The stage is a platform below the objective which supports the specimen being viewed. In the center of the stage is a hole through which light passes to illuminate the specimen. The stage usually has arms to hold slides (rectangular glass plates with typical dimensions of 25×75 mm, on which the specimen is mounted).
At magnifications higher than 100× moving a slide by hand is not practical. A mechanical stage, typical of medium and higher priced microscopes, allows tiny movements of the slide via control knobs that reposition the sample/slide as desired. If a microscope did not originally have a mechanical stage it may be possible to add one.
All stages move up and down for focus. With a mechanical stage slides move on two horizontal axes for positioning the specimen to examine specimen details.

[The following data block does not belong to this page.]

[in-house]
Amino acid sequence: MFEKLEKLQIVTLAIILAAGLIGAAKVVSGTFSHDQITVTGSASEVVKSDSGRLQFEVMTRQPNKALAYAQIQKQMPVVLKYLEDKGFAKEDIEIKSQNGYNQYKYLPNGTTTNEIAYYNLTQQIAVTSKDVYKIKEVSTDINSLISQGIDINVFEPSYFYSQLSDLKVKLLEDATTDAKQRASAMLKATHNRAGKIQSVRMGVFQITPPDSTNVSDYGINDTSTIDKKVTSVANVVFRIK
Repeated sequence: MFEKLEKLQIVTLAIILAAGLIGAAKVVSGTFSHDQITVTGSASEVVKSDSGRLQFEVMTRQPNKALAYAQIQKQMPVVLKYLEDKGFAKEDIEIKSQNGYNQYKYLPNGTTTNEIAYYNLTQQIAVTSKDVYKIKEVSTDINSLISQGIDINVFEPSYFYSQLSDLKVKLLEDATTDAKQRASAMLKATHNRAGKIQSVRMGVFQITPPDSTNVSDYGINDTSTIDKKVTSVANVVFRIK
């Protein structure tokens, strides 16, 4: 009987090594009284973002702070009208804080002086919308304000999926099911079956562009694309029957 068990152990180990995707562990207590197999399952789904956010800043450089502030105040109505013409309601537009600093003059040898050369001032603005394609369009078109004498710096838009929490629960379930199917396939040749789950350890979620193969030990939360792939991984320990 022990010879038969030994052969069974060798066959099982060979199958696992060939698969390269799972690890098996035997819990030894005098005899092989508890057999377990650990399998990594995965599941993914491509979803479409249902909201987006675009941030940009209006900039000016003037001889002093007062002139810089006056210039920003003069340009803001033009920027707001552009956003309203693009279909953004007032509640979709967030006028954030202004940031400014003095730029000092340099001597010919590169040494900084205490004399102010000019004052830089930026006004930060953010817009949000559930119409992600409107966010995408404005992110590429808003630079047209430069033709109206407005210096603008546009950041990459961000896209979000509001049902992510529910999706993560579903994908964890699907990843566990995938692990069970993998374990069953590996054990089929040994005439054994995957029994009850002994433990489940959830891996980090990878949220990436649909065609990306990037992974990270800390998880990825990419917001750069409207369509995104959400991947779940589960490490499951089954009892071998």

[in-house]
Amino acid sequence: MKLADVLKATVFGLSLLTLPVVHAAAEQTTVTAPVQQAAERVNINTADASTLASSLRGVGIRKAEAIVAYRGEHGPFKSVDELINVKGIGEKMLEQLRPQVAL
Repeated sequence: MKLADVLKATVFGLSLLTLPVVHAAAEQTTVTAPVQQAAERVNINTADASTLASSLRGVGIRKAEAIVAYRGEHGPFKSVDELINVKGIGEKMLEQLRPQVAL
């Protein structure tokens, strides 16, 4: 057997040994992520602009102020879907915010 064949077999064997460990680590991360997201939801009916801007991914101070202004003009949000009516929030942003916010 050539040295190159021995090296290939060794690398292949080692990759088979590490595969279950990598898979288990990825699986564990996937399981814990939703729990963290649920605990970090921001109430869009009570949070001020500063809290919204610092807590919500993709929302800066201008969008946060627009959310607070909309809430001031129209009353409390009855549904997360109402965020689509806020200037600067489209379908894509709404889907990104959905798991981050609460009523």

Focusing starts at lower magnification in order to center the specimen by the user on the stage. Moving to a higher magnification requires the stage to be moved higher vertically for re-focus at the higher magnification and may also require slight horizontal specimen position adjustment. Horizontal specimen position adjustments are the reason for having a mechanical stage.
Due to the difficulty in preparing specimens and mounting them on slides, for children it's best to begin with prepared slides that are centered and focus easily regardless of the focus level used.